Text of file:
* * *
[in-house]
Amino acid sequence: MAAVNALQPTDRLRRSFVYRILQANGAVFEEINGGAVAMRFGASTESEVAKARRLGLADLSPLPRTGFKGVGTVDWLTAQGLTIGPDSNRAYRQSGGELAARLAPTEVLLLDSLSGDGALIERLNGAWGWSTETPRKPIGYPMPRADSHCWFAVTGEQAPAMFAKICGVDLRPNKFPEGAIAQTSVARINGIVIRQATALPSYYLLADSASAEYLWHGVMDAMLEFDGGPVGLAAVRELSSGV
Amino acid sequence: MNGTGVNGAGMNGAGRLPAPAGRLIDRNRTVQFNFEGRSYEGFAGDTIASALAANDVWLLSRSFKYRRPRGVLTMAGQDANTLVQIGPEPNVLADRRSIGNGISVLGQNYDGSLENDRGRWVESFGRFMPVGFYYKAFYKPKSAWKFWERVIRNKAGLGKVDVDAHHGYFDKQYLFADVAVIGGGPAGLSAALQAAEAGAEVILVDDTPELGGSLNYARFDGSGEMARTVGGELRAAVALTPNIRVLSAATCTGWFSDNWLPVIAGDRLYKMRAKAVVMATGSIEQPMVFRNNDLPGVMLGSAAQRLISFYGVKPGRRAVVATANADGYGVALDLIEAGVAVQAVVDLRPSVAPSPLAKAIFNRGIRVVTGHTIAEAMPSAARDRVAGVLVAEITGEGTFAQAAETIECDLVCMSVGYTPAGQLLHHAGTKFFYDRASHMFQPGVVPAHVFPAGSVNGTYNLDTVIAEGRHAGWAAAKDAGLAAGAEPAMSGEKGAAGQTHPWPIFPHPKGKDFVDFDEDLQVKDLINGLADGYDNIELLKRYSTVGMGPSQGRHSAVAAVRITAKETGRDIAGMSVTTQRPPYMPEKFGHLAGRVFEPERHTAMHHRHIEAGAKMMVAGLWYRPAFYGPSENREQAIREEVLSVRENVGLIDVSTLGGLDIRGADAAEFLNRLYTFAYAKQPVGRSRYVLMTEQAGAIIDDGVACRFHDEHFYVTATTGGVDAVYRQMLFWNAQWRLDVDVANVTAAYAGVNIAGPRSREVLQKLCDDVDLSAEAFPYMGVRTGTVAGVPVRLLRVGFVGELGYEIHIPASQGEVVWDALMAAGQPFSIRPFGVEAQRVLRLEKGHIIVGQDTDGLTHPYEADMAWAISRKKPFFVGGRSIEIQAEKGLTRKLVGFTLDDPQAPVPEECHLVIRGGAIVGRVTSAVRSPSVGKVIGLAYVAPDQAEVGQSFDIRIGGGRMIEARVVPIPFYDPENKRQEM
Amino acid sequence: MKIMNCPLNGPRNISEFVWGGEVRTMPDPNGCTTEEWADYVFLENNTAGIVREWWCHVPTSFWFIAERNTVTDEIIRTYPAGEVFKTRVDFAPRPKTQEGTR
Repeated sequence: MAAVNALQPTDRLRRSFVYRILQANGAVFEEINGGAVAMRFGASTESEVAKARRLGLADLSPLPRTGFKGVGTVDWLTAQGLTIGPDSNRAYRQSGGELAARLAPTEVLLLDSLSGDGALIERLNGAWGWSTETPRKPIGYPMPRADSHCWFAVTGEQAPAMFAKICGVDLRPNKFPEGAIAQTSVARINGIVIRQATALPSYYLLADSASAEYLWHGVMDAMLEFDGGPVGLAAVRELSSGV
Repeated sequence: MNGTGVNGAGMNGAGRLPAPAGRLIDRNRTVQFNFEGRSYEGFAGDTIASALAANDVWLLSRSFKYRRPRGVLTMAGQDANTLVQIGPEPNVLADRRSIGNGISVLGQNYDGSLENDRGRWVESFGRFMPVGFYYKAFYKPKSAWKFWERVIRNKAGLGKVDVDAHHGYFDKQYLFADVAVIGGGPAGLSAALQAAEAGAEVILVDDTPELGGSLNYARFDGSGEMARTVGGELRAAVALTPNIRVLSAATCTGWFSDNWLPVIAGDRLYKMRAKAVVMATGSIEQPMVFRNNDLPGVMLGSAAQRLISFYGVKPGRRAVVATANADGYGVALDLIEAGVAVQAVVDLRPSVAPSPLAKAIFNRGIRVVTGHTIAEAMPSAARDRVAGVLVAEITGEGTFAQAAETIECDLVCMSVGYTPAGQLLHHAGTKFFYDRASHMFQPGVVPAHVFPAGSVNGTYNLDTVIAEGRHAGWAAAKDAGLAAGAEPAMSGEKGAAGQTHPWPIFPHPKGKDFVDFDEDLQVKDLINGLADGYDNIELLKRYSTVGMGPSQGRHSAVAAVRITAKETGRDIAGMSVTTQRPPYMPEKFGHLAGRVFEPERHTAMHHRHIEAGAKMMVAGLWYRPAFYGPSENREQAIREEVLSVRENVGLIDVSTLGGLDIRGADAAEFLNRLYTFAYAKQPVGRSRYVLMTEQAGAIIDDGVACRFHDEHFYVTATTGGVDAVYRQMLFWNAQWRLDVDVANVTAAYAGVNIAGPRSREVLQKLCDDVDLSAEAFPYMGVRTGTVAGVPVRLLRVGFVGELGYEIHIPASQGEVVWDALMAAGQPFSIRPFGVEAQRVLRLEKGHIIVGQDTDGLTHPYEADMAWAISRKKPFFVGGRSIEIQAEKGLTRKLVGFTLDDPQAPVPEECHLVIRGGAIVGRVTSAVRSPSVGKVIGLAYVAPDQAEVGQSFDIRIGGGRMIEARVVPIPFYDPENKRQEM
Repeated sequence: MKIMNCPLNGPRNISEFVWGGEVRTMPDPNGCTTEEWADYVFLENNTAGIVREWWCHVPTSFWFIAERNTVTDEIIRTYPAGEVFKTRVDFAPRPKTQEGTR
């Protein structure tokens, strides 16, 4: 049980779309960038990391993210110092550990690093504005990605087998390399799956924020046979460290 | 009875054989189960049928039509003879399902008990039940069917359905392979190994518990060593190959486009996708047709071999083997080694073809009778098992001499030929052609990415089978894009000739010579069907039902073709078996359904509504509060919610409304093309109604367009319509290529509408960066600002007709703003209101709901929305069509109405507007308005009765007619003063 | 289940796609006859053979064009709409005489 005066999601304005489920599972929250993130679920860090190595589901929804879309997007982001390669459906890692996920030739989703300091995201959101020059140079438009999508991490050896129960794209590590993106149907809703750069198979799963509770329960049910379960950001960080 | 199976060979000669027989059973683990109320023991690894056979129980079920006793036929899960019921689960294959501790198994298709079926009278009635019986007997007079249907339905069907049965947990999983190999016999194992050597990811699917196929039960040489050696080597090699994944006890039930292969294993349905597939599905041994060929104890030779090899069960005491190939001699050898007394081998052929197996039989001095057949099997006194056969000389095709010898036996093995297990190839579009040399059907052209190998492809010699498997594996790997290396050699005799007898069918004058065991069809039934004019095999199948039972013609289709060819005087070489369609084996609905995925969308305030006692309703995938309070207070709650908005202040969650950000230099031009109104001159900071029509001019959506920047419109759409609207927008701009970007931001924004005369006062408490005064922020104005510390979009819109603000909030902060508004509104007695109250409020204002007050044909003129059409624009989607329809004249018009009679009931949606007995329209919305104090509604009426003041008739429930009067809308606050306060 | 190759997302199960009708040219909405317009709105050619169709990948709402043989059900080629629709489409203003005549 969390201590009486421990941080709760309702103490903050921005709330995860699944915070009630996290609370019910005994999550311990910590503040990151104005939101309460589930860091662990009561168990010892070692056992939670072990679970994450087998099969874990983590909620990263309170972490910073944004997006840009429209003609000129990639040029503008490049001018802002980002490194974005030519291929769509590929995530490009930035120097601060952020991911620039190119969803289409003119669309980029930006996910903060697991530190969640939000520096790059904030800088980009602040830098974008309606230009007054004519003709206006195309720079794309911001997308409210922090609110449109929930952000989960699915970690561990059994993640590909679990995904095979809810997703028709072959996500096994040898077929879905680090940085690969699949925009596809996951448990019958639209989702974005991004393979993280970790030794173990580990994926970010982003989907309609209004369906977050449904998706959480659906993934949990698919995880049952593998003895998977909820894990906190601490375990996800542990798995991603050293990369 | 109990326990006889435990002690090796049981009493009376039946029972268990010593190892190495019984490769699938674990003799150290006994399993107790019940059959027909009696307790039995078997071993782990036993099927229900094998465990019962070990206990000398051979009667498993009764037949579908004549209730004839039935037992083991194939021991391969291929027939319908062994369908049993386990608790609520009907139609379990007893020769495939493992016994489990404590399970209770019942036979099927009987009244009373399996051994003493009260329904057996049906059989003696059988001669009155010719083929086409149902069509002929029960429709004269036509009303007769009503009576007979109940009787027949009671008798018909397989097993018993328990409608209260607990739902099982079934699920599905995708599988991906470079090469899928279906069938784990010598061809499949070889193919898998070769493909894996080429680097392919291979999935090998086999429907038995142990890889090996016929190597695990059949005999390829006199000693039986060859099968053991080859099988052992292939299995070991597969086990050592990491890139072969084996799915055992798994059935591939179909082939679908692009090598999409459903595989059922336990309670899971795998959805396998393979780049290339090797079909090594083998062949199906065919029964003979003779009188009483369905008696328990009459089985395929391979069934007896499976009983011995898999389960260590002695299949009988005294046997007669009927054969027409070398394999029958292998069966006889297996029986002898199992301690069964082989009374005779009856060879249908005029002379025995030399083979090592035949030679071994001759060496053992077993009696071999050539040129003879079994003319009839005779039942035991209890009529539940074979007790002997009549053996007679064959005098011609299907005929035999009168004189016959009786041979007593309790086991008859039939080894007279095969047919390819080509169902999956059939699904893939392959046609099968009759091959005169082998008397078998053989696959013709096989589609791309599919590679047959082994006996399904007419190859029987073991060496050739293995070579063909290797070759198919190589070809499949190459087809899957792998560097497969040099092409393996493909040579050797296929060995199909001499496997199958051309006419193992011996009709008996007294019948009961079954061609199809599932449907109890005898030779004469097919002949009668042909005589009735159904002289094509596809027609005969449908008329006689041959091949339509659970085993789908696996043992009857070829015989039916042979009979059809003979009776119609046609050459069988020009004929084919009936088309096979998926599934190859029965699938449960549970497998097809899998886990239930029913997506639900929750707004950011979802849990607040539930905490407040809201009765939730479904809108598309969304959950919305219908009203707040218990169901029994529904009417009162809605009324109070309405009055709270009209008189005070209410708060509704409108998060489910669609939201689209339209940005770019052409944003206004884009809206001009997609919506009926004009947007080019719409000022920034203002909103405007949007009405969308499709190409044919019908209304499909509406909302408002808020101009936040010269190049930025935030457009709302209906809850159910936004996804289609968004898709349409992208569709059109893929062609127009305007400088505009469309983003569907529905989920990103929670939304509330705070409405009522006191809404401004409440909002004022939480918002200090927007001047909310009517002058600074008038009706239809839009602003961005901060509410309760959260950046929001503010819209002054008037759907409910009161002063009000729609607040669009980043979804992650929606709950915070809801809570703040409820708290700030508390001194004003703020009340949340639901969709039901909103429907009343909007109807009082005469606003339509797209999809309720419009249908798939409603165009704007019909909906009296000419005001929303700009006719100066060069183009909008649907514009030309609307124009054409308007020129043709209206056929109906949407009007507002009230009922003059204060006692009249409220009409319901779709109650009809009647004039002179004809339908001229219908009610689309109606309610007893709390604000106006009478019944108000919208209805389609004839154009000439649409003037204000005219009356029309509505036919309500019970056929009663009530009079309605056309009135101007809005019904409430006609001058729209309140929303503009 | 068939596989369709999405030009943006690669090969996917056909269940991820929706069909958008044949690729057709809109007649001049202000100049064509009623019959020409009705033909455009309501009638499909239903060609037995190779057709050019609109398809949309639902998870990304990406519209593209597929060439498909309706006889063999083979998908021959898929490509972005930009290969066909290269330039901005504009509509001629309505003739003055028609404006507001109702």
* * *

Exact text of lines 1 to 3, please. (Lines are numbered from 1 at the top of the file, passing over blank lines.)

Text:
[in-house]
Amino acid sequence: MAAVNALQPTDRLRRSFVYRILQANGAVFEEINGGAVAMRFGASTESEVAKARRLGLADLSPLPRTGFKGVGTVDWLTAQGLTIGPDSNRAYRQSGGELAARLAPTEVLLLDSLSGDGALIERLNGAWGWSTETPRKPIGYPMPRADSHCWFAVTGEQAPAMFAKICGVDLRPNKFPEGAIAQTSVARINGIVIRQATALPSYYLLADSASAEYLWHGVMDAMLEFDGGPVGLAAVRELSSGV
Amino acid sequence: MNGTGVNGAGMNGAGRLPAPAGRLIDRNRTVQFNFEGRSYEGFAGDTIASALAANDVWLLSRSFKYRRPRGVLTMAGQDANTLVQIGPEPNVLADRRSIGNGISVLGQNYDGSLENDRGRWVESFGRFMPVGFYYKAFYKPKSAWKFWERVIRNKAGLGKVDVDAHHGYFDKQYLFADVAVIGGGPAGLSAALQAAEAGAEVILVDDTPELGGSLNYARFDGSGEMARTVGGELRAAVALTPNIRVLSAATCTGWFSDNWLPVIAGDRLYKMRAKAVVMATGSIEQPMVFRNNDLPGVMLGSAAQRLISFYGVKPGRRAVVATANADGYGVALDLIEAGVAVQAVVDLRPSVAPSPLAKAIFNRGIRVVTGHTIAEAMPSAARDRVAGVLVAEITGEGTFAQAAETIECDLVCMSVGYTPAGQLLHHAGTKFFYDRASHMFQPGVVPAHVFPAGSVNGTYNLDTVIAEGRHAGWAAAKDAGLAAGAEPAMSGEKGAAGQTHPWPIFPHPKGKDFVDFDEDLQVKDLINGLADGYDNIELLKRYSTVGMGPSQGRHSAVAAVRITAKETGRDIAGMSVTTQRPPYMPEKFGHLAGRVFEPERHTAMHHRHIEAGAKMMVAGLWYRPAFYGPSENREQAIREEVLSVRENVGLIDVSTLGGLDIRGADAAEFLNRLYTFAYAKQPVGRSRYVLMTEQAGAIIDDGVACRFHDEHFYVTATTGGVDAVYRQMLFWNAQWRLDVDVANVTAAYAGVNIAGPRSREVLQKLCDDVDLSAEAFPYMGVRTGTVAGVPVRLLRVGFVGELGYEIHIPASQGEVVWDALMAAGQPFSIRPFGVEAQRVLRLEKGHIIVGQDTDGLTHPYEADMAWAISRKKPFFVGGRSIEIQAEKGLTRKLVGFTLDDPQAPVPEECHLVIRGGAIVGRVTSAVRSPSVGKVIGLAYVAPDQAEVGQSFDIRIGGGRMIEARVVPIPFYDPENKRQEM